Archive for the Category: Welsh

Playing and sounding

The other day I discovered that to play in Italian is giocare or divertirsi, but if you’re playing a musical instruments the word you need is suonare, which also means to ring, sound, strike or toot. So I can say, Suono la chitarra, il piano(forte), il mandolino, il flauto dolce e il fischietto. (I play […]

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La Saint-Sylvestre

As today is New Year’s Eve I thought I’d look at what this day is called in various languages: French:la (fête de) Saint-Sylvestre, which is celebrated with le Réveillon de Saint-Sylvestre, a feast which well involve champagne and foie gras, and a party, with kisses under the mistletoe at midnight. Saint Sylvestre was Pope between […]

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Polyglot chat

Last night there were three of us at the polyglot chat group, which I’ve renamed Bangor Language Learners and which now at different times in a different venue. When I set up the group earlier this year my idea was that it would give me and other polyglots a chance to get together to chat […]

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Glances, glimpses and peeks

This week I discovered that the French equivalent of a glance or a peek is un coup d’œil (‘a blow/stroke of the eye’), and to glance/peek is jeter un coup d’œil (‘to thow a stroke of the eye’) which I thought was an interesting way of saying it. Other ways of looking in French include […]

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Knowledge and seeing

I discovered today that there is a connection between the Gaelic word for knowledge, information, news – fios in Irish and Scottish Gaelic, fys in Manx – and the English words video and wit. Their roots can all be traced back to the Proto-Indo-European root woid-/wid- (to see/to know), which, according to the OED, is […]

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Cymraeg ar y trên

On my train back from London on Sunday evening the train manager started someone of his announcements Welsh. For example he said, “Croeso, welcome to this train”, and when checking tickets he said, “Diolch yn fawr, thank you very much” to everyone. I think this was the first time I’d heard Welsh being used on […]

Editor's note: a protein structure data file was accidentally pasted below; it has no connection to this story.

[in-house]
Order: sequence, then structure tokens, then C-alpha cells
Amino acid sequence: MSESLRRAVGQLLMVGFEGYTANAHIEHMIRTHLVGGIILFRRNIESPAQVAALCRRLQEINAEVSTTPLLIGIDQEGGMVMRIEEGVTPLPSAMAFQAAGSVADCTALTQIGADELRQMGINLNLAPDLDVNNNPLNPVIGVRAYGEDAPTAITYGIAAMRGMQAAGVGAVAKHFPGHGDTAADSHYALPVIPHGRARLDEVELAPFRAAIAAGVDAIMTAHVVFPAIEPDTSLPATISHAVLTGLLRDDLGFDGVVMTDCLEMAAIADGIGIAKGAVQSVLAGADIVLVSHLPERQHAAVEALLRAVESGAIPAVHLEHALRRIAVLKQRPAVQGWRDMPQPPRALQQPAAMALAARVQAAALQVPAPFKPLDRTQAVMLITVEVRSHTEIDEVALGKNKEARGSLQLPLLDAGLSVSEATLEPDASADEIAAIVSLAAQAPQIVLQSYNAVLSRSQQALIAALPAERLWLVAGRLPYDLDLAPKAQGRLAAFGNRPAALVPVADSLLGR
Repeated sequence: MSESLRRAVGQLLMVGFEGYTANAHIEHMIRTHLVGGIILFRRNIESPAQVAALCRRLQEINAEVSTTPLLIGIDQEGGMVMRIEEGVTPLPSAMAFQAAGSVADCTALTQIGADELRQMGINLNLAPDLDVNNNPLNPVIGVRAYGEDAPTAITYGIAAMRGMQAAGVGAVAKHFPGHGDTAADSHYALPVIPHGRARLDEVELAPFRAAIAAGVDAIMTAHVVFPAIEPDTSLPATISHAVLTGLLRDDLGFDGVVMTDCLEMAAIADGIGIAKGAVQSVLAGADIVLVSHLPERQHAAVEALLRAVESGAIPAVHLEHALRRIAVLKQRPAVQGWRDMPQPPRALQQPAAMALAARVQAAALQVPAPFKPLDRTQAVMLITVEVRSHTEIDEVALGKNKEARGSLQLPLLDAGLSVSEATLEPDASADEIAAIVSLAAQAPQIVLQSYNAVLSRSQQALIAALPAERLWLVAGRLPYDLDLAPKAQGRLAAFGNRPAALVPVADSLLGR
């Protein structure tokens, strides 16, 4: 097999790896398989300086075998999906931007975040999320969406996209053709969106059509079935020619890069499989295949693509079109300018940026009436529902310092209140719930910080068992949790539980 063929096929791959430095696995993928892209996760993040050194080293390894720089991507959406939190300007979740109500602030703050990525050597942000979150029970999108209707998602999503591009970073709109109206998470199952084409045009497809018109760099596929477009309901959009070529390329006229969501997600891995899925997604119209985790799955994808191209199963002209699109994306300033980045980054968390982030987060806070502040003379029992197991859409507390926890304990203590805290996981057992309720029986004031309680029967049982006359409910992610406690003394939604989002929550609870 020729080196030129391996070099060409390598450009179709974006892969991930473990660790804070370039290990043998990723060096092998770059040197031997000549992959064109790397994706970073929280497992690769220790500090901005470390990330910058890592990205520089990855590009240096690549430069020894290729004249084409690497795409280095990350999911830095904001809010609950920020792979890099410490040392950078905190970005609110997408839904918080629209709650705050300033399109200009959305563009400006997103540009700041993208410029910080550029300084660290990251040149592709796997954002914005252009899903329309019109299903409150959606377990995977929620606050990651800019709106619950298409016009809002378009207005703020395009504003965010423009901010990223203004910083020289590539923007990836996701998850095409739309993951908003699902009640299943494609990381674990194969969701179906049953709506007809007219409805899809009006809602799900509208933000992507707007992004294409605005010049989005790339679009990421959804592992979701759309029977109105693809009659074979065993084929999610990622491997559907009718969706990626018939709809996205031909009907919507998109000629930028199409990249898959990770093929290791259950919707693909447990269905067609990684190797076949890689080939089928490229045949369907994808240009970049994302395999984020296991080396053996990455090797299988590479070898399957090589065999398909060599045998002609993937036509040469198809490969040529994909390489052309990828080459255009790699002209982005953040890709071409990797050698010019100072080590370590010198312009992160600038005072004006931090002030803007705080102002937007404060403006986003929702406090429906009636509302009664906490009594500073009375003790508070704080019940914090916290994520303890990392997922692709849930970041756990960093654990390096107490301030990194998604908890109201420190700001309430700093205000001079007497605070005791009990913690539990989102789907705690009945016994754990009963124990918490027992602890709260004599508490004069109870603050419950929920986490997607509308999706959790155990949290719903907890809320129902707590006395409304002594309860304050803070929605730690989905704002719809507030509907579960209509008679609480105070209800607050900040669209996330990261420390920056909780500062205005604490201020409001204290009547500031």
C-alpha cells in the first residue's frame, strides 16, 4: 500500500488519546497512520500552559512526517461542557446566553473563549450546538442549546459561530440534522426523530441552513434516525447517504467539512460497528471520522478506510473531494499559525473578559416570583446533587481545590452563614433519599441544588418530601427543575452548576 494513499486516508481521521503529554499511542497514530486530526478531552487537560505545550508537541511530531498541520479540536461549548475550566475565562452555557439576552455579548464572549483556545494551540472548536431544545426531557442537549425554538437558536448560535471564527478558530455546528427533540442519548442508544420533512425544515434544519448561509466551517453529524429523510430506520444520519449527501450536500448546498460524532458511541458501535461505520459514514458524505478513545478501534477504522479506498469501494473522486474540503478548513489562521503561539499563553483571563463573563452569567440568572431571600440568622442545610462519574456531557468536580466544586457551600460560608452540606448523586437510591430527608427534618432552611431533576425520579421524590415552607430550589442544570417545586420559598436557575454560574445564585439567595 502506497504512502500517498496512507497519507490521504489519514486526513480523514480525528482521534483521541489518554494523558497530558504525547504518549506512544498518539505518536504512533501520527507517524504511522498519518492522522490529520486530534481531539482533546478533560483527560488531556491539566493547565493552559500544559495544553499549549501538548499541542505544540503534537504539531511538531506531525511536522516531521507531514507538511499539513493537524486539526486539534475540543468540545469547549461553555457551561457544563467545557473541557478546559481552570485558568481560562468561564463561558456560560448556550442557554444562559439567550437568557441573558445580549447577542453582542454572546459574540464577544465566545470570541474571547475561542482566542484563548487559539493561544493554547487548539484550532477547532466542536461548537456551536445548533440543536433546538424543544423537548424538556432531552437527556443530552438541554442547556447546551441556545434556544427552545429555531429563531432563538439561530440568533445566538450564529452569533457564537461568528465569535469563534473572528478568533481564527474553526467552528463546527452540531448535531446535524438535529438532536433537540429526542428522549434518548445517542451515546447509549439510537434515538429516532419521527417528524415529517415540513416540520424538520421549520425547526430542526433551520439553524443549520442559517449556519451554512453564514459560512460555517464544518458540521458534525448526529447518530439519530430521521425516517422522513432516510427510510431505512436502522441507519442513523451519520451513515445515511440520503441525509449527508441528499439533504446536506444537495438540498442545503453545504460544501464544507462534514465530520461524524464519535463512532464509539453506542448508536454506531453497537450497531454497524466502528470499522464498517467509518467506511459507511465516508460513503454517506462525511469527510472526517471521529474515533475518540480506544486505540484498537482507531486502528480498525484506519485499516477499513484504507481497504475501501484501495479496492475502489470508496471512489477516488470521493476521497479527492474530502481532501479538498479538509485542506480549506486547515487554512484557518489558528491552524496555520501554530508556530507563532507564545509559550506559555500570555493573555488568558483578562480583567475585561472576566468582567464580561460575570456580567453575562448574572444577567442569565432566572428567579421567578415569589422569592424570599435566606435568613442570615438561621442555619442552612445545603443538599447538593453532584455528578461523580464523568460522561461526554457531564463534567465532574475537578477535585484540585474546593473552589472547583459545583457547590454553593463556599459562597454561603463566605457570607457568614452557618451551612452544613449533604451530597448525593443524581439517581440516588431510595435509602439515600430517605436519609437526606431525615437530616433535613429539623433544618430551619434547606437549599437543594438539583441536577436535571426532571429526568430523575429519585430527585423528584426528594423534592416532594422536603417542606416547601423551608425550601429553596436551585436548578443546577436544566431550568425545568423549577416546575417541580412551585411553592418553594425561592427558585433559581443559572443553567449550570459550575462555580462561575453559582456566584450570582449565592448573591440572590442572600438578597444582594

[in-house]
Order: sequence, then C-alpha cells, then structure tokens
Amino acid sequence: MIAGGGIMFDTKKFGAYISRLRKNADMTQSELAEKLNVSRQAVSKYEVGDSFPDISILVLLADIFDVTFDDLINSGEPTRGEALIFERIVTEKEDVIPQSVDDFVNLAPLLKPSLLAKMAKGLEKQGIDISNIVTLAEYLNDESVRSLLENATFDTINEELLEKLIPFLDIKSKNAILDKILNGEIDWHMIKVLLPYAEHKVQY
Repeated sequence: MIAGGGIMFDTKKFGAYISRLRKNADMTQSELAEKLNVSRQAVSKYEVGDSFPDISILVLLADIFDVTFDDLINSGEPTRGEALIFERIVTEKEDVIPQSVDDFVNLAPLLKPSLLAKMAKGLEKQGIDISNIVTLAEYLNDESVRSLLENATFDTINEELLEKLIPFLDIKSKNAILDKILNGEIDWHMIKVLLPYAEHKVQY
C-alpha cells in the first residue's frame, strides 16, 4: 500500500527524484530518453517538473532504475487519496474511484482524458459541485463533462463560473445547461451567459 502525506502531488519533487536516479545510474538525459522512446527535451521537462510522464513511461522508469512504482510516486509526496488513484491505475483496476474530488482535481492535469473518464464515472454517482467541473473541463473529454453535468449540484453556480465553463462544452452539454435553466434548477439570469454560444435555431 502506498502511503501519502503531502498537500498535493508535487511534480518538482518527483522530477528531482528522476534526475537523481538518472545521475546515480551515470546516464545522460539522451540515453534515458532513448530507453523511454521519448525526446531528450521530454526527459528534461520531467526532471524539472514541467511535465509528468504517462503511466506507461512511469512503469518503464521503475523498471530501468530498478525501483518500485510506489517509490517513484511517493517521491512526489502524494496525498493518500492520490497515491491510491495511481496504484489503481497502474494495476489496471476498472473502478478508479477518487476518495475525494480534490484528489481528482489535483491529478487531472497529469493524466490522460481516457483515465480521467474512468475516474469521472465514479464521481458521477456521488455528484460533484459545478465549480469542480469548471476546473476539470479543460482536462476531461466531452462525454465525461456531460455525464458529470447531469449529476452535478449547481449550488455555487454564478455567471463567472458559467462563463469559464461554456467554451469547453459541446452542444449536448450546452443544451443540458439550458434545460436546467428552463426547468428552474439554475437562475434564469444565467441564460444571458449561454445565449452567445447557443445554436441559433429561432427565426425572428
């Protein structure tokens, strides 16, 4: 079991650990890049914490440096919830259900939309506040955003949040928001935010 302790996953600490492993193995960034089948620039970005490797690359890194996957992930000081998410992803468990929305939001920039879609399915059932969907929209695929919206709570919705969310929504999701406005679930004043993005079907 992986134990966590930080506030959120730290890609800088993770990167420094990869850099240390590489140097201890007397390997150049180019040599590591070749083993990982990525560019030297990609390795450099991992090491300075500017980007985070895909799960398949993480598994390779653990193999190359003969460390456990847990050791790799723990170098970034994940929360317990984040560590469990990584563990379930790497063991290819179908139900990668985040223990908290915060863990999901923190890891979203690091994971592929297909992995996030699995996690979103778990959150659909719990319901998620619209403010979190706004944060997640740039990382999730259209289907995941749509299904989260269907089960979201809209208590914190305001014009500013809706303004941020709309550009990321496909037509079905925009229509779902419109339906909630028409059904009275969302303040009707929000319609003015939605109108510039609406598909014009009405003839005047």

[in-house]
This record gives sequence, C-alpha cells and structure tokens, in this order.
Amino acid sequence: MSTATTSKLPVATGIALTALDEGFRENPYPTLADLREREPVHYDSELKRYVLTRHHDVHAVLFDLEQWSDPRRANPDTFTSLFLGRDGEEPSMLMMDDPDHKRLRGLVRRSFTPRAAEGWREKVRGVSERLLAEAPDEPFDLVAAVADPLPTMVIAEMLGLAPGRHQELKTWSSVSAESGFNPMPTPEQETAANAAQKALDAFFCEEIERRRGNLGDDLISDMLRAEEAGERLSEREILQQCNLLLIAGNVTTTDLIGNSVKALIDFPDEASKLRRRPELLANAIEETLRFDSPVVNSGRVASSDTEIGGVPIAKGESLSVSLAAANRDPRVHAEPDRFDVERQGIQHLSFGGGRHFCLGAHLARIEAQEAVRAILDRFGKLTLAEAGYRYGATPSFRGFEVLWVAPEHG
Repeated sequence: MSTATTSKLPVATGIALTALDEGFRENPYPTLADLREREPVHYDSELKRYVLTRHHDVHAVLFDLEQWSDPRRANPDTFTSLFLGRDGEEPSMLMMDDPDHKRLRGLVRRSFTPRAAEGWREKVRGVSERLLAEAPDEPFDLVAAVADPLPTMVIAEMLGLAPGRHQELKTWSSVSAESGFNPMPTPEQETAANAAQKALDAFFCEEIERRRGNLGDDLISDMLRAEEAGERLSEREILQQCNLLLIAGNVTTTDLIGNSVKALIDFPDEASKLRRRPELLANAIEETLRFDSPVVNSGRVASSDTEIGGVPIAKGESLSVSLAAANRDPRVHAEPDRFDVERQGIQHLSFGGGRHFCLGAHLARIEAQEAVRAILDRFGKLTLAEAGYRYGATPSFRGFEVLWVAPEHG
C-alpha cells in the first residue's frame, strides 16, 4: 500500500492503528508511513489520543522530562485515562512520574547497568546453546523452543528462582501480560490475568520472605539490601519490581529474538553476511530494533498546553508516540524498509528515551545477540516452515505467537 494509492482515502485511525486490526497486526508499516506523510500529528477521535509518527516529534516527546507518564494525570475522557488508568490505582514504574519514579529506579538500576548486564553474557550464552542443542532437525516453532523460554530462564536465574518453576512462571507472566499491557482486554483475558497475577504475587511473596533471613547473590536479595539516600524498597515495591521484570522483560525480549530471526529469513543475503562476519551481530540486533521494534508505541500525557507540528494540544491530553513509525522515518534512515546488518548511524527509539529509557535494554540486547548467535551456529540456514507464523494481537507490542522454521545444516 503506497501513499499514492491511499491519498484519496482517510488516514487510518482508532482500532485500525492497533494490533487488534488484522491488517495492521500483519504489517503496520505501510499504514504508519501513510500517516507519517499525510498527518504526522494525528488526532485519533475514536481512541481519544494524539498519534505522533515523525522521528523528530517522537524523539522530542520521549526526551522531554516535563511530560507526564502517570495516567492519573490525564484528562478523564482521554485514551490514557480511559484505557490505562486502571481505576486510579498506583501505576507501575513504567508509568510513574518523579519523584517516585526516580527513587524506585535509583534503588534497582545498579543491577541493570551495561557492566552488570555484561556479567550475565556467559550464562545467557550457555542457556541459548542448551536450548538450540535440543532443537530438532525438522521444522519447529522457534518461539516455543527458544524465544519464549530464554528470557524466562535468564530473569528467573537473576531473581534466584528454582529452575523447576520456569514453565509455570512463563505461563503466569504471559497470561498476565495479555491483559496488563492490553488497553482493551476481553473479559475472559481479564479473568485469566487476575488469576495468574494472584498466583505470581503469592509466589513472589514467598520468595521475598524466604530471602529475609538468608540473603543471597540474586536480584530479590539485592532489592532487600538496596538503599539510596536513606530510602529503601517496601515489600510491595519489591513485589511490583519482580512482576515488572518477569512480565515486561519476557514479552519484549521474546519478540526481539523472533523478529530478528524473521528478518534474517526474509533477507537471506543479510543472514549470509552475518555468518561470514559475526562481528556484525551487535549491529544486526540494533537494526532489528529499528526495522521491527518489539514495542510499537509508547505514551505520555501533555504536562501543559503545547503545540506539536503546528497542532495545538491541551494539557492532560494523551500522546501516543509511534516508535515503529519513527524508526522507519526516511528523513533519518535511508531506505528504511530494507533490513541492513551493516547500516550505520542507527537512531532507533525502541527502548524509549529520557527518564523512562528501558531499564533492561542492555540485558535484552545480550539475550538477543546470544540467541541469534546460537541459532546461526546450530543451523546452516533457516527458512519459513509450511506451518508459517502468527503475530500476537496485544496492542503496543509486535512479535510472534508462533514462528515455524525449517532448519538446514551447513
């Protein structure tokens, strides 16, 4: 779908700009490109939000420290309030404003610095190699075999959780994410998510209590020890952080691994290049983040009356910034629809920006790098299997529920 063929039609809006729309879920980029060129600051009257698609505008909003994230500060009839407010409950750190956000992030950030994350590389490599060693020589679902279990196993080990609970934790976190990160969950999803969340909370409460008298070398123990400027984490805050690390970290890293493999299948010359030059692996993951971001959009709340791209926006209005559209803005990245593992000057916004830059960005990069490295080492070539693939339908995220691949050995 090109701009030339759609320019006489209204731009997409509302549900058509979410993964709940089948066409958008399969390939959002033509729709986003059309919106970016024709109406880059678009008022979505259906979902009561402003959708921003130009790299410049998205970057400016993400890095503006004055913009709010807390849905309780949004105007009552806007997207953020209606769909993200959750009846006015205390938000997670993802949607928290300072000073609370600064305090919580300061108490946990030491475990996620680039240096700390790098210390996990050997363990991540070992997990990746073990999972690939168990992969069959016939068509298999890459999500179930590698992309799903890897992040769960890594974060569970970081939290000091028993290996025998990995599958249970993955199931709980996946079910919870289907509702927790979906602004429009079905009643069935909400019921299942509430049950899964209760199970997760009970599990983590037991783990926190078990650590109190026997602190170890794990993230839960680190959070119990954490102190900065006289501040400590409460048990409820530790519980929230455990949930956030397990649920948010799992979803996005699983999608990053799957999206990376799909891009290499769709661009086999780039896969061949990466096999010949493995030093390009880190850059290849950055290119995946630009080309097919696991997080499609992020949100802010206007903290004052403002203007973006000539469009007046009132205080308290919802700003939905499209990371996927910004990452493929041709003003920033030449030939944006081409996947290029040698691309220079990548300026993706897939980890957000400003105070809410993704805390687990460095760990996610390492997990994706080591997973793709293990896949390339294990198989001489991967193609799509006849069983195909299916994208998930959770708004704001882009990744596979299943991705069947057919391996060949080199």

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Le Grand-Bi

I discovered today the French term for a penny-farthing bicycle (pictured right) is le grand-bi. It is also known as a bicycle, and that was what they were usually called in English when they were popular in the 1880s. The name penny-farthing only came to be used in around 1891. The penny-farthing, which is also […]

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Gwymona

While putting together this week’s mots de la semaine, some of the interesting words and phrases that come in the French conversation group I go to on Thursday evenings, I discovered the Welsh word gwymona [gʊɨˈmɔna], which means “to gather seaweed (for fertilizer)” – an interesting and specific meaning. It comes from the word for […]

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Archerien

An interesting word that came up in my Breton lesson today is archerien, which means police. It caught my attention because it has no obvious connection to the word police, and because it is completely different to the equivalent words in other Celtic languages: – Welsh: heddlu (“peace force”) – Cornish: kreslu (“peace host”) – […]

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Tag questions, innit!

Tag questions or question tags are interrogative fragments (tags) added to statements making them into sort of questions. They tend to be used more in colloquial speech and informal writing than in formal writing, and can indicate politeness, emphasis, irony, confidence or lack of it, and uncertainty. Some are rhetorical and an answer is not […]

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